“It was surprising and intriguing to know about the procedure on how to fix blades defects while hanging in the air,” adds Jabar. “I think e-Learning is very convenient and it helps specifically when having busy schedules. To study at my own pace helped do more with my time.”

Work is planned to expand the new Wind Turbine Blade Repair program and develop other programs required by the Wind Turbine industry.

Closing the Information Gap Around Upskilling & Reskilling

Upskilling or reskilling is happening daily across the country as organizations seek to narrow the skills gap. But surprisingly, it appears that many businesses do little in terms of tracking such an important component of their training strategy, resulting in an inability to make evidence-based decisions around workforce training.

Leveraging some data collection capabilities, employers could potentially make better utilization of their staffing requirements and their training needs. They could ask themselves:

  • How many employees working in their current job would realize a performance improvement with additional training?
  • How many employees could be moved to a more complex job with additional training?
  • How many employees could move into a different job with comparable complexity with additional training?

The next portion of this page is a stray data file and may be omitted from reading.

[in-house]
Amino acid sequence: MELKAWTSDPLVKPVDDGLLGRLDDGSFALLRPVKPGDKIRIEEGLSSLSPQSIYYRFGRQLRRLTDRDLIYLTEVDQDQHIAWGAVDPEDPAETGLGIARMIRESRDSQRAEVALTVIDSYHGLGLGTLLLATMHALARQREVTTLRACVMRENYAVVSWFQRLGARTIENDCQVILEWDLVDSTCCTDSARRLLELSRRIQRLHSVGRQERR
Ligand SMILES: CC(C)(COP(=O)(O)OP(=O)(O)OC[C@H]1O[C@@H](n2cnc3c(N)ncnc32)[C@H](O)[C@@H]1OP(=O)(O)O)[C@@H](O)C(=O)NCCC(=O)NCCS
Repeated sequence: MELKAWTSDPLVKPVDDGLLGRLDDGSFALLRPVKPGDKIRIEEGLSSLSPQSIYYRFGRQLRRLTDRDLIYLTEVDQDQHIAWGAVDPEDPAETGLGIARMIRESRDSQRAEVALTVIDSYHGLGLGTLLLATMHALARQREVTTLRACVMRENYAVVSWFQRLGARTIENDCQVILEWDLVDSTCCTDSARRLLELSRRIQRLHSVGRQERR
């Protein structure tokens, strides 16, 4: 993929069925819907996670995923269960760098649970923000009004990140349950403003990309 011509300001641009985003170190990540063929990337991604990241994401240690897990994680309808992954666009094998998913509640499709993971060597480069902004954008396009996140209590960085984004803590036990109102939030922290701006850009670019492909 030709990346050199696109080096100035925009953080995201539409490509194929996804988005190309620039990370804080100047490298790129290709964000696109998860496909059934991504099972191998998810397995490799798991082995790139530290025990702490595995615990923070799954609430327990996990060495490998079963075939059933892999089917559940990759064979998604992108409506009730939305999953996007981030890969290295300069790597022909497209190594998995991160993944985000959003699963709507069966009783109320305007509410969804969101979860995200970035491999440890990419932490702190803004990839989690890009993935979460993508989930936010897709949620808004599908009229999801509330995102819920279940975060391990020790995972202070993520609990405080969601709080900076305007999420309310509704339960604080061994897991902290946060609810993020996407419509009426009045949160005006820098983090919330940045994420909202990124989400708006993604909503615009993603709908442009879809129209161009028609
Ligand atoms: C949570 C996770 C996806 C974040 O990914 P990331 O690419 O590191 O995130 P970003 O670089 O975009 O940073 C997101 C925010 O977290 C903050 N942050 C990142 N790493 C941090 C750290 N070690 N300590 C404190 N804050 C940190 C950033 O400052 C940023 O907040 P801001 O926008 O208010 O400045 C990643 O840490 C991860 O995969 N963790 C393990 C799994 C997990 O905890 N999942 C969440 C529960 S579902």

By answering these questions, could employers potentially make more informed decisions about their staffing and training mix? Would government policy makers be better informed if they had more relevant data on actual upskilling and reskilling requirements?  We think so.

What is Upskilling and Reskilling?

It’s useful to have a baseline understanding of the two terms ‘upskilling’ and ‘reskilling’.

Upskilling: Training existing employees to meet the changing skill requirements for their existing job.

Reskilling: Training existing employees with a new set of skills for a new job within the company.

Upskilling is often the terminology used when hiring new employees who lack direct work experience in their new job.

“These definitions are typically used to define training for existing employees, but they also can be used for new employees,” says Morley Gunderson, a Canadian labour economist and Professor Emeritus at the Centre for Industrial Relations and Human Resources, University of Toronto. “There are no hard and fast definitions in the literature out there.”

Work Based Learning Consortium (WBLC) discovered some companies have a broader view of upskilling.

“Many of the employers we work with had a broader definition of upskilling,” says Wayne Lamon, Director, Programs, WBLC. “They consider upskilling to include training existing employees already in a specific position, as well as the new hires.”

Lamon explains that several employers, who had hired a large number of new employees at one time, wanted to ensure these new employees all achieved a specific level of competency. But they also wanted existing staff (not just the newly hired employees) in a specific job, such as CNC machinists, to receive that same training.

“This ensures that everyone learns and uses the same processes and terminology on the job, whether they are a new hire or an existing employee,” adds Lamon. “It’s tremendously beneficial and many of these employers noted that our upskilling training led to a strong uptick in efficiency and productivity across the board.”

The Information Gap Around Upskilling/Reskilling